Foreword Reviews

Reviewer Kristine Morris Interviews Chaney Kwak, Author of The Passenger: How a Travel Writer Learned to Love Cruises and Other Lies from a Sinking Ship

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This week, we’re thrilled to share a conversation between two veteran magazine writers and avid travelers: Foreword reviewer Kristine Morris and Chaney Kwak, author of The Passenger, recounting a harrowing cruise in sixty foot waves he survived off the coast of Norway. In her The Passenger cover
starred review for the May/June issue, Kristine writes: “With screams piercing his cabin walls, and water glasses flinging themselves against the door as if possessed, Kwak confronted not only his own mortality, but his family history, his failing relationship, and the meaning of his life and work,”—confirming that the book is far more than the tale of a bumpy boat ride.

Thanks to the ace staff at David Godine for help in connecting reviewer and author.

The Passenger brought up so much for me, not just about freelance writing, travel, and cruises in specific, but about what happens to a human being who has been broken open by a life-threatening experience, and whose life changes as a result. The events of March 23, 2019, led to your spending twenty-seven hours in a disabled ship on a raging sea, not knowing if you would live or die. How did this change you?

The Viking Sky incident forced me to face the life choices I’d tried so hard to avoid making. I’m very indecisive, and that leads to procrastination. But once you realize that the lifeline may not drop from the sky, you have to decide if you’re willing to risk everything and jump ship—or go down with it, figuratively and literally speaking.

I’m curious about the sub-title of the book, the part about the “…Other Lies from a Sinking Ship.” It seems that more than the Viking Sky is being referenced, and I wonder, in what ways did you feel like a “sinking ship” at the time you wrote the book? What “lies” had you been telling yourself, and perhaps, others?

Thank you for noticing it. The “sinking ship” doesn’t really refer to the cruise, but to my relationship—and even to my life in general, which had become directionless. There were many layers of lies—the ones my ex was telling to hide his cheating, the lies I was repeating to my loved ones to cover for him, and most of all, the ones I was telling myself, including that everything was just fine, and that I could keep living with it all.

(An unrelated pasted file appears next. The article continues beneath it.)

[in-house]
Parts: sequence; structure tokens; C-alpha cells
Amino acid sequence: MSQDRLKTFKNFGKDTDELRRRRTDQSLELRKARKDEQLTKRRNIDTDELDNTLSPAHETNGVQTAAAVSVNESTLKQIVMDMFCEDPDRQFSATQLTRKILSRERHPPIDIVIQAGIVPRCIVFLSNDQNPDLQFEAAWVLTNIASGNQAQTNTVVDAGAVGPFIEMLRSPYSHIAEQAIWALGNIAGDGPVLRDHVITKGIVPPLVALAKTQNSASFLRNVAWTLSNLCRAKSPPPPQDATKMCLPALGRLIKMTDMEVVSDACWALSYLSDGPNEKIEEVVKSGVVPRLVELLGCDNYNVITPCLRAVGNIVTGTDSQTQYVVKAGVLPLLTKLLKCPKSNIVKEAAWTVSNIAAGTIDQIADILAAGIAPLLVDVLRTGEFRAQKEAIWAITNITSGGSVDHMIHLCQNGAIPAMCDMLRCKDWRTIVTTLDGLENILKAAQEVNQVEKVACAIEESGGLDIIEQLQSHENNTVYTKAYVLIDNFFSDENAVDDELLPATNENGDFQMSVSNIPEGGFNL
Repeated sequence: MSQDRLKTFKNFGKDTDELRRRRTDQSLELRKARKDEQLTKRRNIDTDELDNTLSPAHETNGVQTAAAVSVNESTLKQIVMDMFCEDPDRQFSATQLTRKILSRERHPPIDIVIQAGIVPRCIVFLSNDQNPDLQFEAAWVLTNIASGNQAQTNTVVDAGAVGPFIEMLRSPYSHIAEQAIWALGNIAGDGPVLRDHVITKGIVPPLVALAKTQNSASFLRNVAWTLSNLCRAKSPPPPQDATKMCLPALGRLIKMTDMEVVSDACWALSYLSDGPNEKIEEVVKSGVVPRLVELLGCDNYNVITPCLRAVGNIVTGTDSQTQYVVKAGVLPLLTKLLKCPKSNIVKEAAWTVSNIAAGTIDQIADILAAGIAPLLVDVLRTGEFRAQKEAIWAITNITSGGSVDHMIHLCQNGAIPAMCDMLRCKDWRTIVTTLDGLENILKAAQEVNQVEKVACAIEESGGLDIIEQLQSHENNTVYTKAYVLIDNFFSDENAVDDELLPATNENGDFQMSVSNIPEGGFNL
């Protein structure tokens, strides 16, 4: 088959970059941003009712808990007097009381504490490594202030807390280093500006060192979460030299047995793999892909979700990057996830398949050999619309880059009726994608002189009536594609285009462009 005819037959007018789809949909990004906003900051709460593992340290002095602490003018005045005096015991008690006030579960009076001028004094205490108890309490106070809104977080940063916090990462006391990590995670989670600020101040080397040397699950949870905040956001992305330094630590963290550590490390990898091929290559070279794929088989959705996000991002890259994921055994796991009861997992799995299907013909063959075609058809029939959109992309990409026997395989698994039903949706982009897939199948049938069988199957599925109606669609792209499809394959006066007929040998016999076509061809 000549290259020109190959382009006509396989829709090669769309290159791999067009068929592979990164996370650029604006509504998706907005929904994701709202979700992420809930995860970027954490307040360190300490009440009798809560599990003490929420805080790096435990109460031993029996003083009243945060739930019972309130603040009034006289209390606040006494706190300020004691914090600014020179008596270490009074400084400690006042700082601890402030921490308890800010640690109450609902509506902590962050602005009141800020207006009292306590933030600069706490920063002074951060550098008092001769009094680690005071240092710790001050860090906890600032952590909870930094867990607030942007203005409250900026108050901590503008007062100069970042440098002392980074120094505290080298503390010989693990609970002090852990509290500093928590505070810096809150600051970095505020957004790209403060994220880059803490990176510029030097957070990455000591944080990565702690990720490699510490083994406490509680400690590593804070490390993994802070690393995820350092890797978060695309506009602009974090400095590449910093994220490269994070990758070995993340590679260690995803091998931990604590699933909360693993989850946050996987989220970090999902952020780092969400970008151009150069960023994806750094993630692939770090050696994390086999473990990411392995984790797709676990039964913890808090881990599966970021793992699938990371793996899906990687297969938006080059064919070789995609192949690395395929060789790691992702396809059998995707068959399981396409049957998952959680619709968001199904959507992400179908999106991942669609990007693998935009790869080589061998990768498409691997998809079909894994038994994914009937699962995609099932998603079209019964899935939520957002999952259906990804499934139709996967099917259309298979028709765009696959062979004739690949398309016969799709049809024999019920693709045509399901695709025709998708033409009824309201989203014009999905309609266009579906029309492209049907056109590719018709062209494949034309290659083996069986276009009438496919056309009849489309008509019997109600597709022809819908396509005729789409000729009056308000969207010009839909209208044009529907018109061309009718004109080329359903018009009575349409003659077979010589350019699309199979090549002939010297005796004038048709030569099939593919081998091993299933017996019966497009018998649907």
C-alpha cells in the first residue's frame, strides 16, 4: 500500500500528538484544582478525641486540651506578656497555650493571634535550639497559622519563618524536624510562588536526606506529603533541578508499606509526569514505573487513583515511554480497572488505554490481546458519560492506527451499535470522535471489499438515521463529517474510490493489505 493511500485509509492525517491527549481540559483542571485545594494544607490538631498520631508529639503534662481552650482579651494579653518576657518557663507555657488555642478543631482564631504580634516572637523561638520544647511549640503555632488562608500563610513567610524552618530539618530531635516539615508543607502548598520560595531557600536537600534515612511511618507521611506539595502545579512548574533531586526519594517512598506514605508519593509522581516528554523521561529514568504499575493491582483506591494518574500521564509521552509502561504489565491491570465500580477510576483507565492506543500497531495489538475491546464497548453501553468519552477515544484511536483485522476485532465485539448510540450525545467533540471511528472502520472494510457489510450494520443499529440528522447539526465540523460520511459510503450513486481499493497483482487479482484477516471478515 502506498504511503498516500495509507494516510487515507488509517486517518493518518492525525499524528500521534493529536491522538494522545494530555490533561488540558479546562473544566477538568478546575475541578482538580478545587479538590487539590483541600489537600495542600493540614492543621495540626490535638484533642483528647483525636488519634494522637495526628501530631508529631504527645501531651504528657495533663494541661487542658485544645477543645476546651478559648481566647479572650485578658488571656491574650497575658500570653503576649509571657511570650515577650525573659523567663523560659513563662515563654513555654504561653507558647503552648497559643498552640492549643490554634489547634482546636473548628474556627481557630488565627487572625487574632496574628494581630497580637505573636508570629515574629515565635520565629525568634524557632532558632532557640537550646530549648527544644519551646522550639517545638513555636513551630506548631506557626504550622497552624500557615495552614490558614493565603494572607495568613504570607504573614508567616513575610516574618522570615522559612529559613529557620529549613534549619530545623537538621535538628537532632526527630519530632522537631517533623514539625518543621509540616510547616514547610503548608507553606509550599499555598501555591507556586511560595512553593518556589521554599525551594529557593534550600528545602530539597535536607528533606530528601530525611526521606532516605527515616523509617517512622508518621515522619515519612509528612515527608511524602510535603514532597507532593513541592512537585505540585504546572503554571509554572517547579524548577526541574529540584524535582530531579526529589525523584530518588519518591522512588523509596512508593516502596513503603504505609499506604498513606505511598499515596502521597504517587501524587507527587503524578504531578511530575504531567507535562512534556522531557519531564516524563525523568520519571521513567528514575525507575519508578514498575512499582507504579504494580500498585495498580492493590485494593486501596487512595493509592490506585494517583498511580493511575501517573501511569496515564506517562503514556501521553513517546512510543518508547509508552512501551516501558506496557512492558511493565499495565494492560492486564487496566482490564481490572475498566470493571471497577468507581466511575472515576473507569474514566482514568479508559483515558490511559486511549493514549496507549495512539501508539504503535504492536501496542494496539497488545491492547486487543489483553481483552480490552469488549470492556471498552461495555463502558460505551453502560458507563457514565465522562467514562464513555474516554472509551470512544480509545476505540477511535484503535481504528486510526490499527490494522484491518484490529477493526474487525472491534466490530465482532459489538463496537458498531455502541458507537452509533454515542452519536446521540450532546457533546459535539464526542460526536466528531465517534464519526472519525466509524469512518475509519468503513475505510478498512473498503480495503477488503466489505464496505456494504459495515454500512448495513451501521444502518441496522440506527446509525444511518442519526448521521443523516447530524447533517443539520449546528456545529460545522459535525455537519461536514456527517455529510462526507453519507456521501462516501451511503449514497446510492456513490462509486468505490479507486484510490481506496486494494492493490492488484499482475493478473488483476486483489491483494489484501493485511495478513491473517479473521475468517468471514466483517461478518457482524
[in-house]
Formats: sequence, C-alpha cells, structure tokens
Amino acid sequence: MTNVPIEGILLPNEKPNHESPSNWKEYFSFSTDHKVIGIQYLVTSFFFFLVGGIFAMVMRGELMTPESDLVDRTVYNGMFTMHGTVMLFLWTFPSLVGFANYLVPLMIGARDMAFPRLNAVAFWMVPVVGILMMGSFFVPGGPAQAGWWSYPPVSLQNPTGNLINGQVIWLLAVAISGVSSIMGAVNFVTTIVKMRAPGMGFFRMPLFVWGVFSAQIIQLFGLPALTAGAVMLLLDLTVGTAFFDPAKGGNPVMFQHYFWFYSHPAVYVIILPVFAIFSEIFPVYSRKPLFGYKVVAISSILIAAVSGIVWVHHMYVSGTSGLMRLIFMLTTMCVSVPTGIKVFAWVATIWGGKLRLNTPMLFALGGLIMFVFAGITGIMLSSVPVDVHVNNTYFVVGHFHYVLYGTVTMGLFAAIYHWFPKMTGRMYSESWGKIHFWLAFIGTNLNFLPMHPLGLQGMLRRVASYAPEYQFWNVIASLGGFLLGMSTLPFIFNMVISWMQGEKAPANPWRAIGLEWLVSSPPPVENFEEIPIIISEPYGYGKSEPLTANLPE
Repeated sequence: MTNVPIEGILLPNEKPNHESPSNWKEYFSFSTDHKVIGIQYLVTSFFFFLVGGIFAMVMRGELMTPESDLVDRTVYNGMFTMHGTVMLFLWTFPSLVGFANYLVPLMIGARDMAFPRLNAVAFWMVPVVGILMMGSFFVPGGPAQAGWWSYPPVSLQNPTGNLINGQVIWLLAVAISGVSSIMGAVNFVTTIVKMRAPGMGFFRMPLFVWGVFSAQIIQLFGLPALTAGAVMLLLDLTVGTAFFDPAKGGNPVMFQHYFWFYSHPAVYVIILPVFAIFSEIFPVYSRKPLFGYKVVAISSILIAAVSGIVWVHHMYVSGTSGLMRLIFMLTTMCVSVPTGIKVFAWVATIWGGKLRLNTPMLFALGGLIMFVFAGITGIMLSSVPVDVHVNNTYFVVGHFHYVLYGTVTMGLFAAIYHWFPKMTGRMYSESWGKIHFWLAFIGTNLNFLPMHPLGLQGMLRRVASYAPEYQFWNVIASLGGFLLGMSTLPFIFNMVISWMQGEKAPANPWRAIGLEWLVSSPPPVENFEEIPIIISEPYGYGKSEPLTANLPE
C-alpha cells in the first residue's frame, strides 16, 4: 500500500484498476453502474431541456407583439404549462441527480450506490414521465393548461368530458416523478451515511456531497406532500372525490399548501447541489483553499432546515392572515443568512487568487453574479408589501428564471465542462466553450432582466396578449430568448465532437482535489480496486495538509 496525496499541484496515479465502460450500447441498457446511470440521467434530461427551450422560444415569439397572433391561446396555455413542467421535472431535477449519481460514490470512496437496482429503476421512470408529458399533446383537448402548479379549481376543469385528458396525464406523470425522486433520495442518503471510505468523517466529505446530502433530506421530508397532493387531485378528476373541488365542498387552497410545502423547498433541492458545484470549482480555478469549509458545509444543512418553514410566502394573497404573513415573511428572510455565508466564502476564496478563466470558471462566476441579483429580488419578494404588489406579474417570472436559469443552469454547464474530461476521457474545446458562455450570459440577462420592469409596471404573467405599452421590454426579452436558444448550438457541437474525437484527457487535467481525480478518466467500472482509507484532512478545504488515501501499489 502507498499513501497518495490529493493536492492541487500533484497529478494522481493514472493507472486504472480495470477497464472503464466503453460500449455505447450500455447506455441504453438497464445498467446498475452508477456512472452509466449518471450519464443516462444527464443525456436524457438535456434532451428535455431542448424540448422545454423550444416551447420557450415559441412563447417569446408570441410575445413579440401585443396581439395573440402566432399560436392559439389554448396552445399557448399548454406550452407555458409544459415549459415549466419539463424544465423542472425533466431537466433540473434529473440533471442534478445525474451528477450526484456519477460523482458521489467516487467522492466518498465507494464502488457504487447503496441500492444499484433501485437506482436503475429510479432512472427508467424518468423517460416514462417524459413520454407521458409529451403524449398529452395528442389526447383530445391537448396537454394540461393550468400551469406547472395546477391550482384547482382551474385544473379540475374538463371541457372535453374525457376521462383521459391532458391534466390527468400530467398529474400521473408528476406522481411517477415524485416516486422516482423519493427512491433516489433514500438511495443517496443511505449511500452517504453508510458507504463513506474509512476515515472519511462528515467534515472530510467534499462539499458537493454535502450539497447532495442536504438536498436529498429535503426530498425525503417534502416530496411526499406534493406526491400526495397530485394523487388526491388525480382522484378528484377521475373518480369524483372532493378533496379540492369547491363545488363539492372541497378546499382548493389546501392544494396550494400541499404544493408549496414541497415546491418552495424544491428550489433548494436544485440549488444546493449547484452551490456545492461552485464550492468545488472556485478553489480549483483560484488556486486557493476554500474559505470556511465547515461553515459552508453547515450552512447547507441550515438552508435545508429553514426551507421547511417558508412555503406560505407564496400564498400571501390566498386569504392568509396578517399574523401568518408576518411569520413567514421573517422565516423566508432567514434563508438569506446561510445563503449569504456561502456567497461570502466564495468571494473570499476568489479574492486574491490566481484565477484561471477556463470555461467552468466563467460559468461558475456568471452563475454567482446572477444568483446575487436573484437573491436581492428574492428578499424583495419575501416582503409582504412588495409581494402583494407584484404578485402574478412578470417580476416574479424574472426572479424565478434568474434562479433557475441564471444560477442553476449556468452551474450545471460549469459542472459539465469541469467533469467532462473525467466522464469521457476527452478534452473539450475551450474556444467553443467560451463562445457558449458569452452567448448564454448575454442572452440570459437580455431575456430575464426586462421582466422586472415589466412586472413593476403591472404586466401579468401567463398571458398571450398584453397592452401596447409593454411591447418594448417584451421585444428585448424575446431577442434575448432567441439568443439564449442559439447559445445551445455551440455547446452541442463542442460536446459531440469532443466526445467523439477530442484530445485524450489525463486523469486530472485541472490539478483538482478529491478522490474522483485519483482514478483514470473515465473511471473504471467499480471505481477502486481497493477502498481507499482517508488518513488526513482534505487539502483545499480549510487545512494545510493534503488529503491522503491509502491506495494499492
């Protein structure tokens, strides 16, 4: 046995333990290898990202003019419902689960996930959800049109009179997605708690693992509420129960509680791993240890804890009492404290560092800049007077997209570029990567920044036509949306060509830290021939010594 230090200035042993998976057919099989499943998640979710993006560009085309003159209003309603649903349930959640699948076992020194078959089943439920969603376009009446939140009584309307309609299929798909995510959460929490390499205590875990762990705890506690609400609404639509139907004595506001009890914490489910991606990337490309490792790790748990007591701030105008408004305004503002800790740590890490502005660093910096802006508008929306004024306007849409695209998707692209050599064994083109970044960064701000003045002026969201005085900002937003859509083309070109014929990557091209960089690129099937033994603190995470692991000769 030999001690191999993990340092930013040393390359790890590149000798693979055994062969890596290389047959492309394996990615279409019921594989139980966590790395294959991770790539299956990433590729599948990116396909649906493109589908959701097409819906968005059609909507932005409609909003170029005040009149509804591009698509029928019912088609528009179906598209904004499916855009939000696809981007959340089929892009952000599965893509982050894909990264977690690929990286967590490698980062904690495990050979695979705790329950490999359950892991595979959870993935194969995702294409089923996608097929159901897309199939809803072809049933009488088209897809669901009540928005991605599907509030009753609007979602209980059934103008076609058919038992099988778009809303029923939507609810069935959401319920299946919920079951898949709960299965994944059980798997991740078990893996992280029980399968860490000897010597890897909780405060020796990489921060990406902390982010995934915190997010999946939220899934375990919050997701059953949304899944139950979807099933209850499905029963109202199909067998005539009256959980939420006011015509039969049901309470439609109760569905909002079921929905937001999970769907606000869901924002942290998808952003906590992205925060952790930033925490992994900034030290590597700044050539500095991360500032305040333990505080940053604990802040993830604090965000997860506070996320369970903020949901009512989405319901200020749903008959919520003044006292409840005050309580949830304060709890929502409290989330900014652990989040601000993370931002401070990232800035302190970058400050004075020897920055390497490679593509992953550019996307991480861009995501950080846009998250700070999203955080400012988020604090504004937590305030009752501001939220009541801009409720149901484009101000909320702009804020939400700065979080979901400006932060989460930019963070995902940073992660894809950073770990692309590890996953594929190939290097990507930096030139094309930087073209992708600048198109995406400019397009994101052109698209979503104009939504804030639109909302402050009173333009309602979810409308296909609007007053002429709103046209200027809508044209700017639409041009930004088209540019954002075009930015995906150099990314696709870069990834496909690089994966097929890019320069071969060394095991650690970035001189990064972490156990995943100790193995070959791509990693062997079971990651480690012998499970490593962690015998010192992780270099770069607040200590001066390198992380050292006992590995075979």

During the storm, a “bomb cyclone” with sixty-foot waves and eighty-seven-miles-per-hour wind, after feeling like you wanted to puke your guts out and your body switched into “automatic mode,” you seemed so calm, so observant of the small kindnesses that passengers performed for each other. Did this change, or confirm, your view of human beings in general?

Long before this interview, you wrote a very generous review of The Passenger for Foreword, in which you highlighted my “cynical humor.” After reading it, I called my editor at Godine, Josh Bodwell, and asked, “Do you think I’m cynical?”

He laughed and laughed, then he stopped. “Oh, you’re seriously asking,” he said, and murmured some very diplomatic words about how I may perhaps come across as, well, very cynical.

But I think my humorous cynicism is a protective shell. Deep down, I don’t think people are inherently selfish and only motivated by self-interest. And I can be trusting, even to the point of stupidity—just read the sections of The Passenger about my relationship. I think it’s more like this: I’ve always hoped that humans were good by nature, and secretly bet my everything on it. Sometimes it doesn’t pay off, but I can always keep hoping. So no, my view of humanity wasn’t changed by what I saw in other passengers during the ordeal because I think that, deep down, I’d always believed that we can be kind and courageous in the face of adversity.

Although it’s set mainly on the cruise ship, Viking Sky, your book reveals that you’re not a fan of cruises. Why did you accept the assignment to write an article that required a cruise, especially as the North Atlantic is known for treacherous storms?

As a fellow freelance writer, you probably understand the anxiety—and the resulting tendency to say yes to every assignment. Then again, there’s a reason why I was constantly volunteering to be on the road, even when I was exhausted. During the incident, I had to admit that I was running away from an unhappy home life.

So, let’s talk about your work. How did you get started with freelance writing?

I fell into magazine and newspaper writing while getting my master’s degree in education. The German government gave me a stipend to attend graduate school in Berlin, a city I’d always found exciting. By living there and speaking the language, I had the vantage point of an outsider inside a place I loved. In many ways it was unrequited love, so you can say I was journaling a lot of letters to my crush, that beautiful and dysfunctional city.

I got responses from the American editors I was randomly emailing about what I saw around me. Then, an inflight magazine published a story I wrote about German bakeries, and that’s how I got to write as a side gig while teaching. After five years, I had enough assignments to write full-time.

At the time you wrote The Passenger, you mentioned that you had become dissatisfied and disillusioned with freelancing. Why?